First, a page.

September 3, 2001 (TAIPEI) -- CMC Magnetics Corp. and Ritek Corp. are in the process of intensifying their merger activities now in a bid to increase their market share and lower production costs.
Their new round of active merger moves has been leading to a situation in which the larger recordable compact disc (CD-R) producers' scale is expanding further, while the development of smaller scale ones is limited.
CMC Magnetics, a leading local CD-R maker, announced its plan to buy an Ireland-based recordable compact disc plant, which manufactures both CD-Rs and rewritable compact discs, or CD-RWs, from Japan's Mitsubishi Chemical Corp. as part of the company's global integration efforts.
While Ritek, the largest scale local CD-R producer, is now actively in negotiations for buying the overseas plant of Japan-based Ricoh Co., Ltd., with monthly production capacities of 1 million to 2 million units of CD-Rs. In the past, Ritek produced CD-Rs on an original equipment manufacturing basis for Ricoh.
The board of CMC Magnetics has approved the firm's plans to acquire Mitsubishi Chemical's subsidiary in Ireland, valued at less than US$10 million and with a monthly capacity of 5 million units, to strengthen its global logistics capabilities.
It is widely believed that the rivals' competition to merge smaller scale CD-R producers aims to avoid the anti-dumping charge by European firms. In addition, the move showed that Japanese CD-R producers are gradually retreating from the highly competitive market due to cost concerns.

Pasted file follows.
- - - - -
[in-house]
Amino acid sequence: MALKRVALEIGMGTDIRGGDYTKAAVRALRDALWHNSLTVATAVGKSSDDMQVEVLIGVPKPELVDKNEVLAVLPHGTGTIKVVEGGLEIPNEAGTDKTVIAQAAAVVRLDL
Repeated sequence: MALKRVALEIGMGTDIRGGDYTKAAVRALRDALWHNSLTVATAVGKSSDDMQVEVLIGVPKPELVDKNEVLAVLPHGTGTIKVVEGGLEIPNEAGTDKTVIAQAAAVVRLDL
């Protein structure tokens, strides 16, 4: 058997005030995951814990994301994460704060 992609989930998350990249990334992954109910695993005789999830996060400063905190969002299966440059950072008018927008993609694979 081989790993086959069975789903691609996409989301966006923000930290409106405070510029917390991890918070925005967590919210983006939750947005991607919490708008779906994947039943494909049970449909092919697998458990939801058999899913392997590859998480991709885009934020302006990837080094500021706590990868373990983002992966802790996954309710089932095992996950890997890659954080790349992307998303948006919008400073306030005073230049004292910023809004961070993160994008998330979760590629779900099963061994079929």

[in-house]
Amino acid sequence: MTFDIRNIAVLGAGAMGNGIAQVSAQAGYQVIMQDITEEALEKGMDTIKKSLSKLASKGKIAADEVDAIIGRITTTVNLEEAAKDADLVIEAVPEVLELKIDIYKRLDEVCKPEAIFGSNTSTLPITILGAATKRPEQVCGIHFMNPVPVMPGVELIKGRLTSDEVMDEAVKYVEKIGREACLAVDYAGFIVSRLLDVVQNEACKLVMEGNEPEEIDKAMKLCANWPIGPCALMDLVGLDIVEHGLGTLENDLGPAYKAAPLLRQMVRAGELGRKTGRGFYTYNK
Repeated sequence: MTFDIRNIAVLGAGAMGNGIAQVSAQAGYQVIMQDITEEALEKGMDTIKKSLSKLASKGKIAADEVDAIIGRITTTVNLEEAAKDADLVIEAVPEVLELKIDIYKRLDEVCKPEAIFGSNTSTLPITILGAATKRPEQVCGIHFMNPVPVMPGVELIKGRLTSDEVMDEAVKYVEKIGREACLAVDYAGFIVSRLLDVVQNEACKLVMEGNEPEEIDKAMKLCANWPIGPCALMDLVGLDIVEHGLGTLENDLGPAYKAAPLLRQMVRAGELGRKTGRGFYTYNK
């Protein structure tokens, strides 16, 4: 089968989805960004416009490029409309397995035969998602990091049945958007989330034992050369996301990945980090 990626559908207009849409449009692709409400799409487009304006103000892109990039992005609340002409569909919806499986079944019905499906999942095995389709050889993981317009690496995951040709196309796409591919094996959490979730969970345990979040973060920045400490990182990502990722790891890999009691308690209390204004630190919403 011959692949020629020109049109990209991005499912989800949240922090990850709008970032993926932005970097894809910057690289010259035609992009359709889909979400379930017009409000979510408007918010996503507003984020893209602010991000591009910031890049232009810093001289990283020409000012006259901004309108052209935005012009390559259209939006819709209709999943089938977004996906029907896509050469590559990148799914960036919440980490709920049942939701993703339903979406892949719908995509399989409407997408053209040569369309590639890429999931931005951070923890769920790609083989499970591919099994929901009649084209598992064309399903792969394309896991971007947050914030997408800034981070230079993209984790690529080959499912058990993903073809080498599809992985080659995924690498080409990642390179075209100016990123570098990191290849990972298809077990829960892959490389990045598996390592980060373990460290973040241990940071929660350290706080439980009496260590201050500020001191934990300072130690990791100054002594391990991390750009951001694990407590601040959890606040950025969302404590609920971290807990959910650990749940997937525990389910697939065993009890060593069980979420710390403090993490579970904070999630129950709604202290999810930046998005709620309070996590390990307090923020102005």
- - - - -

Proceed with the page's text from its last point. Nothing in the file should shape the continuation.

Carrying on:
Actually, CD-R firms have been actively diversifying their production bases recently. Ritek, as one of the world's largest optical storage media makers, earlier announced the set-up of a Chinese subsidiary to produce CD-Rs and opto-communication products.
A senior Ritek official said that his company plans initially to invest US$2.5 million in the subsidiary, which will be located at Kunshan, in Jiangsu province. Ritek said it may consider setting up the firm with a partner in China.
The subsidiary will produce CD-Rs in the initial stage, and gradually expand into the production of other opto-communication products.
(Commercial Times, Taiwan)